Ray seems built for ML but do you think it would be a good fit also for any other project, even say a basic web API, where I could scale up the requests so that each request would have an actor or a remote function producing the result?
You can certainly build web apps, for example, see
- Using Ray to build web apps
- Building a Python Web Service with Ray - Philipp Moritz, Anyscale - YouTube
Here are a good talk on how Ant Financial uses Ray to build a fusion engine performing a wide range of compute tasks (e.g., streaming, graph, batch, ML, etc workloads)
- Keynote: Building a Fusion Engine with Ray - Dr. Charles He, Chief Architect of Storage and Compute - YouTube
- Using Ray On Large-scale Applications at Ant Group - Jiaying Zhou, Ant Group - YouTube
Some production use cases involving ML-based applications.
- AI In Production Key Challenges and Use Cases - Jonathan Berte Robovision - YouTube
- Dask-on-Ray: Using Dask and Ray to Analyze Petabytes of Remote Sensing Data - Clark Zinzow - YouTube
Note that many of these applications involve ML in some form, often integrated into broader application logic.
Well, apart from the ML projects we have were I work, we also have set of microservices, so I was wondering if using ray for our microservices could be a good thing, in order to make good use of CPUs when we run our microservices. Thing is I come from using mainly Go, and there I can spin as many go routines as I want, I was thinking if with ray I could achieve something similar, where the remote functions or actors could make use of parallelism without me having to care of proccesses by myself. The only problem, form what I see,is that I should deploy each microservice in a new ray cluster, not sure if this is a good thing for something with potentially 100s of microservices
I mean I could also have ray running on a single pod per service instance, but I was after achieving something similar to what akka does
It’s hard to say without knowing more about your use case, but it sounds like you may want to deploy all the microservices in a single Ray cluster.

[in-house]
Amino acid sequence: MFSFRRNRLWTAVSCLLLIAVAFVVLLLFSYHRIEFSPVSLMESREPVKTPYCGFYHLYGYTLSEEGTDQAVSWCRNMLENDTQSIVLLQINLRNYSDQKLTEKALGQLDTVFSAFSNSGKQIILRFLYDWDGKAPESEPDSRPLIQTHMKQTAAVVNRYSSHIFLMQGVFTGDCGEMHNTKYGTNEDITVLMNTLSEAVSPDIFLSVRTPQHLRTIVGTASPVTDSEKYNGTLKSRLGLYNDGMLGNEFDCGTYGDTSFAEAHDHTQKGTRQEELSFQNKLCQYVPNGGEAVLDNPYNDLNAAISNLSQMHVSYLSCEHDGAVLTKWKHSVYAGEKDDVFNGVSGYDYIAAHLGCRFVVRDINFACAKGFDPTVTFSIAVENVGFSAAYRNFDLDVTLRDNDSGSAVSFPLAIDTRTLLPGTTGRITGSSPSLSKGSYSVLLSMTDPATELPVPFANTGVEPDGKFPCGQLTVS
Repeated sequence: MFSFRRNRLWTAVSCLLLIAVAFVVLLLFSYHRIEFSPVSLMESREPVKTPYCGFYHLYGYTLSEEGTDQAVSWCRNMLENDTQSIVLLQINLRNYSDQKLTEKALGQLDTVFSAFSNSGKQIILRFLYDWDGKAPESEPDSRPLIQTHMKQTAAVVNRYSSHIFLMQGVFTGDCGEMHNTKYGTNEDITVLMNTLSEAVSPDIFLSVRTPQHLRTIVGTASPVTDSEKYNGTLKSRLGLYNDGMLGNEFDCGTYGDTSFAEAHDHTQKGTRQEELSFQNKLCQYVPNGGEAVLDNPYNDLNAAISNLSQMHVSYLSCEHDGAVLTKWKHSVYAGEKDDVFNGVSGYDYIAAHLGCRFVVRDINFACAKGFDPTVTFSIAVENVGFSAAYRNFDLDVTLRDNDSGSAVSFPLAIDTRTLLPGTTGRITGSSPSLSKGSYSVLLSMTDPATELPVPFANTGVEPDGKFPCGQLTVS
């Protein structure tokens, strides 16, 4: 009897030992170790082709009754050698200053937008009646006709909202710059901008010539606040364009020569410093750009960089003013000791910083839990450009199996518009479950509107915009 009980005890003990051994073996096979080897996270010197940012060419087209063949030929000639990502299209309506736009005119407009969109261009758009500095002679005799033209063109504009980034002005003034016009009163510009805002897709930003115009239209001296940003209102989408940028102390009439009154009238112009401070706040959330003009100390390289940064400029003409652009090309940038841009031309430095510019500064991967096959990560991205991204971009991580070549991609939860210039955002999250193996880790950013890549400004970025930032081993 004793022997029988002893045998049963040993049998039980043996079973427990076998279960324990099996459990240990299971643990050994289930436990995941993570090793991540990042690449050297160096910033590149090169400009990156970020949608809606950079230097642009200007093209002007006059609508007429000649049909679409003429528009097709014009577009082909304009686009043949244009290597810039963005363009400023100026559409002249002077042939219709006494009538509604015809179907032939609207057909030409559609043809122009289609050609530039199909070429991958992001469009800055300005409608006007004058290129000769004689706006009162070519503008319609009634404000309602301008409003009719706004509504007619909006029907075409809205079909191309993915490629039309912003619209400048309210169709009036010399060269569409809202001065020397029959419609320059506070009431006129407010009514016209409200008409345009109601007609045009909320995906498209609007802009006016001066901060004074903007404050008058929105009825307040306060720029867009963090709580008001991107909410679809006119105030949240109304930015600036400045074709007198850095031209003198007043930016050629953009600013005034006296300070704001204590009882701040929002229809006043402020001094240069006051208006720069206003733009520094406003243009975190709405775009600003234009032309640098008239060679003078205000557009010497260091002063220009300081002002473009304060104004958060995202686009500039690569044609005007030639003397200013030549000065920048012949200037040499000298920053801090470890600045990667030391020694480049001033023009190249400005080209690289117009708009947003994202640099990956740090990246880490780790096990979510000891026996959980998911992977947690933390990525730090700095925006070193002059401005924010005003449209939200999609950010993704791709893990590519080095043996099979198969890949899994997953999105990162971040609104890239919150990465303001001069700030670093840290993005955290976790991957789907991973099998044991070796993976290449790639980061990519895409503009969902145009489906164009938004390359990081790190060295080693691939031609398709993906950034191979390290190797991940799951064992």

So you confirm that ML is just an application of distributed workload for Ray and that other distributed workload could be built using Ray Serve ?
That’s right. You can build very sophisticated non ML applications on top of Ray! Take a look at some of the talks here from the last Ray Summit. https://www.youtube.com/playlist?list=PLzTswPQNepXlr2L75tZt7l8tyVZkO-RVt
I’ve actually done some experiments and for now I don’t have, to be honest, profiled any increase in performance. But this might depend on multiple things. It is a FastAPI app, like the one in the talks you posted, and I tried to use Ray to distribute the repositories (DDD data layer) as different ray Actors. Each actor would be part of a Pool (handmade) and every time a route needs to get something from the DB the pool will contact an actor of that specific repository (i.e. Cart repo) to get the data back. Well I run ray on one single pod on K8S (staging env) and FastAPI runs with default tiangolo docker settings, which is 2 uvicorn workers per CPU. This means that it could only work in concurrency, as already the python processes are twice as the number of CPUs, and the ACtors’ processes will run in the same CPUs. Now this project is very simple, and I believe this I said, plus the fact that variables are pickled, might add actually a lag and decrease the performance. Now this does not mean ray is not a good fit for non ML, but the application should be first of all worth it, not a simple CRUD service, and then resources specifically allocated. In a nutshell, just adding a bit of ray into an existing app would give, in my opinion and the short experience till now, no benefits and maybe even worst performance